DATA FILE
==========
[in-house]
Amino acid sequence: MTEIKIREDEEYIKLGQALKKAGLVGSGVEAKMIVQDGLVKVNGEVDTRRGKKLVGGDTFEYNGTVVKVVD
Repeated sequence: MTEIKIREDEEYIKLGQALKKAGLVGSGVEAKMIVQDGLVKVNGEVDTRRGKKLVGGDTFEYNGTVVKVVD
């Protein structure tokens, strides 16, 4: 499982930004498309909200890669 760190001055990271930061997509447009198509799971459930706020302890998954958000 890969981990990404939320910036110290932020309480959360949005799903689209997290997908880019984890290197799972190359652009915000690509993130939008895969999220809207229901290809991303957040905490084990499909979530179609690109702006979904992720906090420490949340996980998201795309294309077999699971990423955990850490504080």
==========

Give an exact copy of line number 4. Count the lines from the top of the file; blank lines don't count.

């Protein structure tokens, strides 16, 4: 499982930004498309909200890669 760190001055990271930061997509447009198509799971459930706020302890998954958000 890969981990990404939320910036110290932020309480959360949005799903689209997290997908880019984890290197799972190359652009915000690509993130939008895969999220809207229901290809991303957040905490084990499909979530179609690109702006979904992720906090420490949340996980998201795309294309077999699971990423955990850490504080």